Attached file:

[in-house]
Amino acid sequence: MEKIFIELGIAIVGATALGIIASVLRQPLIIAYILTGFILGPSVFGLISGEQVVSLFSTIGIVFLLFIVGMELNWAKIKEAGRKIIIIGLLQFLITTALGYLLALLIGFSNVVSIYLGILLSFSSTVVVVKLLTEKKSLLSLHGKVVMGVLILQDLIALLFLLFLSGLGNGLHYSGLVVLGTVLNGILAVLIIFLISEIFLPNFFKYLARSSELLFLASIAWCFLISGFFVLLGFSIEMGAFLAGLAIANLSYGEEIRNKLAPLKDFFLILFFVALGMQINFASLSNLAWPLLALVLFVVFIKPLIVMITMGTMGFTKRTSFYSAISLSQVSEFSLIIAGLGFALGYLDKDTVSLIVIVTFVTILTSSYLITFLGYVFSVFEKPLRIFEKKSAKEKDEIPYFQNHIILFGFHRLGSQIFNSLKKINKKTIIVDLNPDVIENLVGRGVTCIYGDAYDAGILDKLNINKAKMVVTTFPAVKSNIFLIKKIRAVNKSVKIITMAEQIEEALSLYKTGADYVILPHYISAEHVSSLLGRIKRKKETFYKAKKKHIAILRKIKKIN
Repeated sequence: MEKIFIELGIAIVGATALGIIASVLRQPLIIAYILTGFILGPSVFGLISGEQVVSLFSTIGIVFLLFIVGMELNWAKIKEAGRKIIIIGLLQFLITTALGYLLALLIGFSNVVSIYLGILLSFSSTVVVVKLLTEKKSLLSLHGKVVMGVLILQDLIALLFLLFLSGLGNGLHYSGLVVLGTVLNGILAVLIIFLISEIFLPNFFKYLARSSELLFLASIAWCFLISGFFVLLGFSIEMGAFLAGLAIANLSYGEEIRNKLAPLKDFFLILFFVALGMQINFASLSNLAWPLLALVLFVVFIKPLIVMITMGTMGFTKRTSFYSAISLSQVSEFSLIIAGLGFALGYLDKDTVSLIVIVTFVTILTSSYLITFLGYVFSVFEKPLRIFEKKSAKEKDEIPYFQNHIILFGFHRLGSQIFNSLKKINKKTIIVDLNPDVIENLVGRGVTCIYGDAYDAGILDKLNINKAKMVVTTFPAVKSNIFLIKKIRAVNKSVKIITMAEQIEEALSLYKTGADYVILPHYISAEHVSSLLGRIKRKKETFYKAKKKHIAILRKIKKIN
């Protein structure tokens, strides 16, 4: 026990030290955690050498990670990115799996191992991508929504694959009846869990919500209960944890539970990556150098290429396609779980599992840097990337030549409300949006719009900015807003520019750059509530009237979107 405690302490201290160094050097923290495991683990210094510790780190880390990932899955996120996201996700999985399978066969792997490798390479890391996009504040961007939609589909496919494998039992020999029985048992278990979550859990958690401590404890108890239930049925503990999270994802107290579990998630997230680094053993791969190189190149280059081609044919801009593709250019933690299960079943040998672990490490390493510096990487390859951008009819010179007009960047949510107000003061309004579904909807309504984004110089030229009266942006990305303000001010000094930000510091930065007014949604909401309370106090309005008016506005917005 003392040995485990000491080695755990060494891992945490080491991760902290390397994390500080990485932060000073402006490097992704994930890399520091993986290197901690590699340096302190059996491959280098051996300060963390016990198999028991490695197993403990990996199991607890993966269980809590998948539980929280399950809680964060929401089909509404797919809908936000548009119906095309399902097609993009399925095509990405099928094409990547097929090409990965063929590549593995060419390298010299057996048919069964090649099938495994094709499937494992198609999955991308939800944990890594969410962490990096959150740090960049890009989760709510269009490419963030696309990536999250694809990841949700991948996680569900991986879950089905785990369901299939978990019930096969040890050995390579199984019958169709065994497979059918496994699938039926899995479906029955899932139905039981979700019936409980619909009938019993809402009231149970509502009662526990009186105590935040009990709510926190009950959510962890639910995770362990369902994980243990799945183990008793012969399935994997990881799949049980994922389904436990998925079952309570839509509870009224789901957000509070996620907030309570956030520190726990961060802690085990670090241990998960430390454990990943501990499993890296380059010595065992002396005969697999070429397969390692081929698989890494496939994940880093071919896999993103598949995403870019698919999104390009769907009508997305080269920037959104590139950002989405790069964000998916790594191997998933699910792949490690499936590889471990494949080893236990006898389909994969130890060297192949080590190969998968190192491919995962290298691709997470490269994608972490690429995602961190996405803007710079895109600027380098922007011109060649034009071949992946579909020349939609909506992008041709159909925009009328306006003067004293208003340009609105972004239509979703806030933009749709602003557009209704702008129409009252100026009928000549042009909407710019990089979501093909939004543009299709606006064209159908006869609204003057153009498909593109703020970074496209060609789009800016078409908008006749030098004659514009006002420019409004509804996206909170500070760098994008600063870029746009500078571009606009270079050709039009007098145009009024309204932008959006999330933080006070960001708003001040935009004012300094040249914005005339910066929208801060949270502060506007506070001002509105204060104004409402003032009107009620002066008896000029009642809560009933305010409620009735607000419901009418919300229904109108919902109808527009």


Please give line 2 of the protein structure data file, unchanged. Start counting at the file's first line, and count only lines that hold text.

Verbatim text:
Amino acid sequence: MEKIFIELGIAIVGATALGIIASVLRQPLIIAYILTGFILGPSVFGLISGEQVVSLFSTIGIVFLLFIVGMELNWAKIKEAGRKIIIIGLLQFLITTALGYLLALLIGFSNVVSIYLGILLSFSSTVVVVKLLTEKKSLLSLHGKVVMGVLILQDLIALLFLLFLSGLGNGLHYSGLVVLGTVLNGILAVLIIFLISEIFLPNFFKYLARSSELLFLASIAWCFLISGFFVLLGFSIEMGAFLAGLAIANLSYGEEIRNKLAPLKDFFLILFFVALGMQINFASLSNLAWPLLALVLFVVFIKPLIVMITMGTMGFTKRTSFYSAISLSQVSEFSLIIAGLGFALGYLDKDTVSLIVIVTFVTILTSSYLITFLGYVFSVFEKPLRIFEKKSAKEKDEIPYFQNHIILFGFHRLGSQIFNSLKKINKKTIIVDLNPDVIENLVGRGVTCIYGDAYDAGILDKLNINKAKMVVTTFPAVKSNIFLIKKIRAVNKSVKIITMAEQIEEALSLYKTGADYVILPHYISAEHVSSLLGRIKRKKETFYKAKKKHIAILRKIKKIN